On February 4, the world comes together in the fight against cancer with World Cancer Day, a global event aimed at savings millions by raising awareness and education of the disease, while pressing the government to take action.
In the United States, 2016 kicked off with President Obama announcing that during his last year in office, Vice President Joe Biden would be heading up the cancer “moonshot” initiative. The cause is personal for the vice president, who lost his son, Beau Biden, to brain cancer in May 2015.
In a memorandum, the president pointed out that while cancer is already a leading cause of death, cancer incidence is only expected to increase in the coming decades. The moonshot initiative aims to accelerate progress toward prevention, treatment, and, eventually, a cure for cancer.
Part of the initiative is that the FDA would speed approvals of promising drug combinations. Other ideas for the moonshot: immunotherapy and increased access to clinical trials.
Immunotherapy is a type of cancer treatment that uses the body’s natural defenses to fight the disease by targeting the immune system. Immuno-oncology drugs are promising and have generated impressive outcomes. The American Society of Clinical Oncology recently announced immunotherapy as the clinical cancer advance of the year.
Research in 2015 found that immunotherapies improve outcomes with reduced adverse effects for a number of cancers, including difficult-to-treat cancers and glioblastoma, the deadliest form of brain cancer.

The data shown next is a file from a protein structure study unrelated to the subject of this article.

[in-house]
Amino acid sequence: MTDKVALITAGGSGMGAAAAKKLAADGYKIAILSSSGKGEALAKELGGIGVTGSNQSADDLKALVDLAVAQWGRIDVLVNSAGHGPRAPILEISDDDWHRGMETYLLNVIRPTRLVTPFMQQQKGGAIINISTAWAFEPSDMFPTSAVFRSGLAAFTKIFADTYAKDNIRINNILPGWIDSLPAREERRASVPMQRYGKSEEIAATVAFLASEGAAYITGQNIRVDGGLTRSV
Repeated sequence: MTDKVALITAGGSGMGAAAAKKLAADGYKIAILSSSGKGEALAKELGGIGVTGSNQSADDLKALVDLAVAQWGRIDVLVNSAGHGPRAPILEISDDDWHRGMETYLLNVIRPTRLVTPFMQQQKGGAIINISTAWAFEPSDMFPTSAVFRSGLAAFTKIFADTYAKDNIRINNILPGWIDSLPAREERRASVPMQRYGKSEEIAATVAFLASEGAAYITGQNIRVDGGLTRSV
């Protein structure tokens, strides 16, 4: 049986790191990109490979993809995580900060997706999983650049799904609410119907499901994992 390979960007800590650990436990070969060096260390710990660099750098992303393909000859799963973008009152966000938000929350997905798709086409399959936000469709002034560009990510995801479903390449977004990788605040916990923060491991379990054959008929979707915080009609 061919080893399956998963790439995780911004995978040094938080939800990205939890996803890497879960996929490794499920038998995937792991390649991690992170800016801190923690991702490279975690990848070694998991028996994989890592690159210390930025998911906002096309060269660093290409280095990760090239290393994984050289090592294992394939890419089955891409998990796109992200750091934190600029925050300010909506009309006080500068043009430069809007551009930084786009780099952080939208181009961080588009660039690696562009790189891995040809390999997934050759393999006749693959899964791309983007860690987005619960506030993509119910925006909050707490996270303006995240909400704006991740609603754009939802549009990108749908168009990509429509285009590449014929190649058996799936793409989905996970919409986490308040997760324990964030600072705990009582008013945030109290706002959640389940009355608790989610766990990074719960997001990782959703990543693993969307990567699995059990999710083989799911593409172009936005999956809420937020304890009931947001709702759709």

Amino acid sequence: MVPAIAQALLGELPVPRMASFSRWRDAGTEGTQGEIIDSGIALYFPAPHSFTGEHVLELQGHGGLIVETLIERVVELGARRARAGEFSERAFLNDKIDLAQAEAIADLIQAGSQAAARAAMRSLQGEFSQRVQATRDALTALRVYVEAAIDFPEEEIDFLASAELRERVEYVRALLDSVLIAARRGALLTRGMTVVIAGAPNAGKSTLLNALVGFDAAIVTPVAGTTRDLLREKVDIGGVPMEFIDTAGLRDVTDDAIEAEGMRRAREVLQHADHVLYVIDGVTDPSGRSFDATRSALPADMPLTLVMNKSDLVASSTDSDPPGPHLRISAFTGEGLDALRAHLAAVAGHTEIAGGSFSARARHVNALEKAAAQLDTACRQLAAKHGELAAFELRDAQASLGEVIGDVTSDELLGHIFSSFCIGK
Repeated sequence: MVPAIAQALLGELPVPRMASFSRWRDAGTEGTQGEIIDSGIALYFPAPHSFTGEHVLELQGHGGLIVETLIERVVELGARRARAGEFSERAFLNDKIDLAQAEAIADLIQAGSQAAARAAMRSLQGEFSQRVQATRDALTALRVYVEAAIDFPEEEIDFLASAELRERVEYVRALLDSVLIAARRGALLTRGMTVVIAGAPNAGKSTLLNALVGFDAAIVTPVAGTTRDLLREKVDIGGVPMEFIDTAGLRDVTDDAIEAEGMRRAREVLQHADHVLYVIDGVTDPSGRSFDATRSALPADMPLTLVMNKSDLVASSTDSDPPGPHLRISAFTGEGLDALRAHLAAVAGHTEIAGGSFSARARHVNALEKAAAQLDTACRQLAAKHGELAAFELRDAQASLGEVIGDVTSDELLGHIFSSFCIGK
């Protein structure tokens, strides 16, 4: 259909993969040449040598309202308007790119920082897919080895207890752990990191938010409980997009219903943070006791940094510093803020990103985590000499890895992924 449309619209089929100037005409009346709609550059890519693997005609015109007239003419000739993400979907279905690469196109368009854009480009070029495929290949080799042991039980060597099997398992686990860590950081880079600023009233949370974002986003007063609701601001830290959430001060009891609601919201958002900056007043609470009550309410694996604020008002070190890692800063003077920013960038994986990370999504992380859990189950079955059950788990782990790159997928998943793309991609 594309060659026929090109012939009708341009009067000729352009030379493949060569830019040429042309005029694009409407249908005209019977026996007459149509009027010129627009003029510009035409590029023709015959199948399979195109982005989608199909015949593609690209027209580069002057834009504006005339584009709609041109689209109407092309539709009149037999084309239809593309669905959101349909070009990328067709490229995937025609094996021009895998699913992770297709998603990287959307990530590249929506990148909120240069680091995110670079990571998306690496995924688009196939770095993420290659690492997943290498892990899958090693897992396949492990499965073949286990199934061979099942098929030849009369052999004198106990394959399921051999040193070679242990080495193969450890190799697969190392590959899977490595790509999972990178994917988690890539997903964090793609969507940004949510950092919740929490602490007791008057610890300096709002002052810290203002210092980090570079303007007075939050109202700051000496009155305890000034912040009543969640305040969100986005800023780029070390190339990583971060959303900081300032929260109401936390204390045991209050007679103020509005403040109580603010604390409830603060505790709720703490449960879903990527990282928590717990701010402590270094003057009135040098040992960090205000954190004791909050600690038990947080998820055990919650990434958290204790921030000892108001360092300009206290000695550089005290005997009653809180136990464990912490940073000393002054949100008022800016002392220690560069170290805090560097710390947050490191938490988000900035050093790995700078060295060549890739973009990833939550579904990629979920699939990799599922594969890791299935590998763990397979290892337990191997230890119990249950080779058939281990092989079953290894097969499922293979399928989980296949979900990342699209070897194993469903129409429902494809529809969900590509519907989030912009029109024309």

This is not the first time the Obama administration has put the spotlight on cancer. Last year, during his State of the Union speech, the president announced his precision medicine initiative. Precision medicine is a type of customized healthcare that takes into account genes, environment and lifestyle.
Precision medicine has become important in treating cancer. Now when doctors attack the disease, they are often armed with knowledge about molecular and genetic makeup. The foundation of precision medicine is targeted therapy, which took off in the 1990s and is currently the focus of much cancer development.
Although there is still a long way to go before we find a cure for cancer, it is clear that the pace of cancer innovation has picked up speed and much progress has been made in the last decade.